I'm not going to lie . . . a student might still get A's and not know anything about organic chemistry. To my horror, I see this happen all the time (DON'T get me started on the state of today's educational system). But then when it comes time to prepare for the MCAT or the DAT, that student will discover they don't know shit. They will need to desperately "relearn" organic chemistry.
What pisses me off even more than the student getting the undeserved A is the reality that the student is no better off as a person than they were at the beginning of the course. They didn't use the class to help them evolve into a better version of themselves. Sure, they checked off a box on their list of prerequisites, but they didn't learn valuable skills for helping themselves in future courses and in life.
They spent one or two semesters in a course that provides a venue for learning important life skills such as problem solving, critical thinking, diagnosis, and GRIT, yet they came away from the experience no better off as a person than the day they showed up for the first lecture.
There was no personal growth.
Grit is a key quality of the scrappy underdog who rises up and succeeds beyond what they originally thought was possible. Gritty people understand that you build character and appreciation for accomplishments when you've learned what it feels like to fall down or fall short and then use that experience as motivation to be better next time.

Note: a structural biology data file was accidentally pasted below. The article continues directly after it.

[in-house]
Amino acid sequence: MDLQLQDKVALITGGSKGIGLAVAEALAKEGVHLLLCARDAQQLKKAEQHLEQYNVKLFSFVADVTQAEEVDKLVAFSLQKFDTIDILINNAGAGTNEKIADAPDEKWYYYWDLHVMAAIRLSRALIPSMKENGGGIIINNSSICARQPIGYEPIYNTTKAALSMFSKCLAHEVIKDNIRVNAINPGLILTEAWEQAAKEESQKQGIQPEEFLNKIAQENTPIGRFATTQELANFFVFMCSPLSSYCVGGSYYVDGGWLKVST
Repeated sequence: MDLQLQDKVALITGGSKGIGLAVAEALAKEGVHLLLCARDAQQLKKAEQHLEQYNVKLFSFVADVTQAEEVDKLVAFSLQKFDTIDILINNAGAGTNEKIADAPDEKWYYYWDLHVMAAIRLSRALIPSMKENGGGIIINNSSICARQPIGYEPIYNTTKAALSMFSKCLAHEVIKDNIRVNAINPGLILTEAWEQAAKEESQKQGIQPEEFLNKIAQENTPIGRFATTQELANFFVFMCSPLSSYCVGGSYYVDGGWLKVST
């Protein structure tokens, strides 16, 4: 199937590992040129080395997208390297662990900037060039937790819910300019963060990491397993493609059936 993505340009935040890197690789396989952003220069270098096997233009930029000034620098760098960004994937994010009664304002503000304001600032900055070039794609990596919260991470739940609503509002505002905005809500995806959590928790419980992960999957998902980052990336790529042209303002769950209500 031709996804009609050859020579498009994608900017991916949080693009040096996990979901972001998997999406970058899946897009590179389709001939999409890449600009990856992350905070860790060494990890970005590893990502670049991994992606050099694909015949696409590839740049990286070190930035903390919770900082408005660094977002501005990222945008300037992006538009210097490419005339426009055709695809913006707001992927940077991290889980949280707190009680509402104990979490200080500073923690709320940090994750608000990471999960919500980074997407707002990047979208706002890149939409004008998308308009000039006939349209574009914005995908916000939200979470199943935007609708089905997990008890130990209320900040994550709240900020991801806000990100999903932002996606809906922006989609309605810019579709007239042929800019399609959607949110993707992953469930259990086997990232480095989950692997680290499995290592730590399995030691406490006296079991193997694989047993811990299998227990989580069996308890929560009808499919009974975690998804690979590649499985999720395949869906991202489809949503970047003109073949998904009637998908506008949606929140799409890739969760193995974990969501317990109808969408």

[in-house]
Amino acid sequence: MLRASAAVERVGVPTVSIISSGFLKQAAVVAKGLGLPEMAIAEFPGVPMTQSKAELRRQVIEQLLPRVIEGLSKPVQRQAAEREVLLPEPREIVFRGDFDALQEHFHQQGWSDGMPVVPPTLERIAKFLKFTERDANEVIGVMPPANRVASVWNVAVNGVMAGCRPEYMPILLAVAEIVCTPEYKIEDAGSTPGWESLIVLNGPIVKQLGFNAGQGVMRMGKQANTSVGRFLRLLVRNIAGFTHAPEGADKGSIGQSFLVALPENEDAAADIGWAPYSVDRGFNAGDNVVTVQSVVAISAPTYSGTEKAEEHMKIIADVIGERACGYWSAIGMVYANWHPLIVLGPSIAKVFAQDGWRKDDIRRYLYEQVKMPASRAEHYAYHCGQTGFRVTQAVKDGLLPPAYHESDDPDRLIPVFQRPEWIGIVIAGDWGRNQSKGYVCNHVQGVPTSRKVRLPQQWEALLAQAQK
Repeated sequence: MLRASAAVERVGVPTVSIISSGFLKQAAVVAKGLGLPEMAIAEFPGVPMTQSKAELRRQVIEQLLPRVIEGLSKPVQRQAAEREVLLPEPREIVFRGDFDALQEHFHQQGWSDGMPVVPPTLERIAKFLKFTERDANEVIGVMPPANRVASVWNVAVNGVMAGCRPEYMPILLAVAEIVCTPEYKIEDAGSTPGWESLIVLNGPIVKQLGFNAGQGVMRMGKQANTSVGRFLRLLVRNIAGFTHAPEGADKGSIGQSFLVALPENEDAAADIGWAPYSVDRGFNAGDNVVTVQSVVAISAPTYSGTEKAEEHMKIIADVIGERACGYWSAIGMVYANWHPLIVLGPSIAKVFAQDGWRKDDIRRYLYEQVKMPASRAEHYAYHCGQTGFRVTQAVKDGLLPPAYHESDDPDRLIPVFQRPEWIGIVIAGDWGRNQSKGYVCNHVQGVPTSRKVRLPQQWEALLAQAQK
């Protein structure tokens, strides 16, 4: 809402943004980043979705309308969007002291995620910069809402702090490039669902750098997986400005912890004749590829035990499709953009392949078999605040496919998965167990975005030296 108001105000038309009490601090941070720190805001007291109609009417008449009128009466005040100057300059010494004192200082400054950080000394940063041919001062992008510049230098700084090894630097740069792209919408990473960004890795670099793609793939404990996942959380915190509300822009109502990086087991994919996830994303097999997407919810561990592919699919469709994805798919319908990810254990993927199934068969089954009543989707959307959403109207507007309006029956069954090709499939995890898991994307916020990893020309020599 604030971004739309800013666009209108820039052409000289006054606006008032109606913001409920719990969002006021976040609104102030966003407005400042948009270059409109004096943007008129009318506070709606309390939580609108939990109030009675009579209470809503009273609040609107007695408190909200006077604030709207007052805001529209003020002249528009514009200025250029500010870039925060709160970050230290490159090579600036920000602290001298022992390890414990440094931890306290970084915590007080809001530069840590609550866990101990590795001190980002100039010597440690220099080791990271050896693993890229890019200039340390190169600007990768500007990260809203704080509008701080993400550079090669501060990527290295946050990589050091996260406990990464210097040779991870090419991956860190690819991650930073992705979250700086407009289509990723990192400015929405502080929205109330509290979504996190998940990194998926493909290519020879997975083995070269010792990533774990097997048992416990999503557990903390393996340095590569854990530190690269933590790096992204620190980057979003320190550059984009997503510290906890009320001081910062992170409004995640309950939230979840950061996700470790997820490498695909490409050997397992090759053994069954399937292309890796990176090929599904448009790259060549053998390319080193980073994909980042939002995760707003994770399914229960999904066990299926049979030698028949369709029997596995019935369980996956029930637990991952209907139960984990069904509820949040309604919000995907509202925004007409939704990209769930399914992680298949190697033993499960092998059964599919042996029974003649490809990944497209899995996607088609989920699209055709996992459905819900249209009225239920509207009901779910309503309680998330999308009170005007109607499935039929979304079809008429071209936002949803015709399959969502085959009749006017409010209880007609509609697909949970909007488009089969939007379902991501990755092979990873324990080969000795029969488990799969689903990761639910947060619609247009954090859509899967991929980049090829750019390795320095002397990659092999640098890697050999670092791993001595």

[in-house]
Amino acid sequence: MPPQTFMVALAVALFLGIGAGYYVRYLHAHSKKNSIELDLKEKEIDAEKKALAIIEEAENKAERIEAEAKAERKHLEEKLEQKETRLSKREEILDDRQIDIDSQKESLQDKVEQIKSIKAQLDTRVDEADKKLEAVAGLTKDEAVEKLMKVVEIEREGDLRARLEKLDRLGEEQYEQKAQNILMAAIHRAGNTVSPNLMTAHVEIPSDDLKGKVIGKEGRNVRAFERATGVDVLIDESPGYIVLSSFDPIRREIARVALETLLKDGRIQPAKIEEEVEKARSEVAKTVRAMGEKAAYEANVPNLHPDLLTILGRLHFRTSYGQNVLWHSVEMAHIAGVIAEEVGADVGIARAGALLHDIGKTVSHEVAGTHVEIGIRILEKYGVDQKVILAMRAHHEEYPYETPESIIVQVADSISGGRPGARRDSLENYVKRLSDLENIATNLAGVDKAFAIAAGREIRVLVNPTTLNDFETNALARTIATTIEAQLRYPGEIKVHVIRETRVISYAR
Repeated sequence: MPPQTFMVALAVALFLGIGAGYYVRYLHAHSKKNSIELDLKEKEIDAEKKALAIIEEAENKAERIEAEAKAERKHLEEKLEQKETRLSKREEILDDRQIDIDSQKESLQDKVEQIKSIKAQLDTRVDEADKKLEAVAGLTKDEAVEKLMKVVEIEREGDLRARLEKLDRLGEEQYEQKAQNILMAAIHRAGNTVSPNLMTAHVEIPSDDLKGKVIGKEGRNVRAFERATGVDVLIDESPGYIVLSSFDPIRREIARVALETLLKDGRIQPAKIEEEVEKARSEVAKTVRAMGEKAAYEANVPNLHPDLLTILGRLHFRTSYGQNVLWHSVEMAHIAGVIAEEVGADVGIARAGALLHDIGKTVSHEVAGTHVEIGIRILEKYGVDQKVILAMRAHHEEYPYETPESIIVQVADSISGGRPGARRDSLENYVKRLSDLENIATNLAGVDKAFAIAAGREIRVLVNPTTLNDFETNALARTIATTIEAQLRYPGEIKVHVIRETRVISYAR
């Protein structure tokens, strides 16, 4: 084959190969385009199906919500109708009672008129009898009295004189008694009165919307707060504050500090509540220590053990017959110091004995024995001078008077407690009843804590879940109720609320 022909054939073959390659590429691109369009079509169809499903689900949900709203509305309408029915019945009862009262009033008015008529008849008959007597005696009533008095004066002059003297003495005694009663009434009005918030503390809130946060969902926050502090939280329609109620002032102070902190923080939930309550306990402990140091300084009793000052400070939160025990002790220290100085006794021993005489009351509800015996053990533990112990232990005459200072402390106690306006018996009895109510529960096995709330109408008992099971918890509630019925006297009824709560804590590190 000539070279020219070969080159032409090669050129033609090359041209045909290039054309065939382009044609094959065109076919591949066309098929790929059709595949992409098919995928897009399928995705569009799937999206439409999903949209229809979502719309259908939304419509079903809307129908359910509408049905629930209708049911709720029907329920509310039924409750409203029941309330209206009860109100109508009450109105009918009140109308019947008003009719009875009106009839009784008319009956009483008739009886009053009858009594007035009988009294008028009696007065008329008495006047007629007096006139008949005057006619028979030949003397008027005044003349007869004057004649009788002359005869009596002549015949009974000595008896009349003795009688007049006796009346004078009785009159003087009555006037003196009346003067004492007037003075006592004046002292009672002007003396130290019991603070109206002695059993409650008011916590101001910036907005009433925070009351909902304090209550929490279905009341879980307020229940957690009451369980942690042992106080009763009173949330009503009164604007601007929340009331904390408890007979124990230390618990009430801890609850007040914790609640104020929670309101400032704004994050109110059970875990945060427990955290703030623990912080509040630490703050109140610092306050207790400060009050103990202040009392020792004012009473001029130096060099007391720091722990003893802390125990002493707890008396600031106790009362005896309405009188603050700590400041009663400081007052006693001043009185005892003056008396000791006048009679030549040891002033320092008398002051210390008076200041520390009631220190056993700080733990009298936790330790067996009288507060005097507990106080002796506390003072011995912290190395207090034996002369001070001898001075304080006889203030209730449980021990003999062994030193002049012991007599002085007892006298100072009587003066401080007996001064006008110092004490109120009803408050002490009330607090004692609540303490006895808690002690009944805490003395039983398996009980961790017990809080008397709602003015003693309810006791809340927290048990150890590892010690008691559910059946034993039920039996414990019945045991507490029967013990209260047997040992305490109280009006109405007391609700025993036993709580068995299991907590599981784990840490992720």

I think most people know the difference between an honestly hard-earned accomplishment versus a participation trophy. In my opinion, schools do a disservice to students in the long-run when they pass out inflated, unearned grades that don't truly reflect the student command of the topic because it creates an illusion that it's okay to be "just good enough" and then other external forces will ensure you are taken care of.
For me to get where I am today where I've helped countless students from dozens of schools get top grades in the class and have groomed several students who went on to become organic chemistry teaching assistants . . . that took grit.
When I was able to get hired at Harvard and teach to students who were much better students than I ever was, that was a testament to my track record of years of experience and success with students. Again, I couldn't have gotten there without grit and actually becoming accomplished at my craft.
When The Princeton Review recognized me as a top teacher in the Eastern region, that was another reminder to me of what can happen with grittiness.
Yes, it's true that I needed to have skills in communicating the ideas to students for any of this to happen, but the first thing I needed to do was figure out the actual chemistry and WHY things happen the way they do. THAT's the part I point to and say, "if I could do that, then you DEFINITELY can do that."
So let's get you heading towards organic chemistry domination and build GRIT along the way! If you think you want to team up, please read this page before contacting me.
"A good teacher is like a candle - it consumes itself to light the way for others."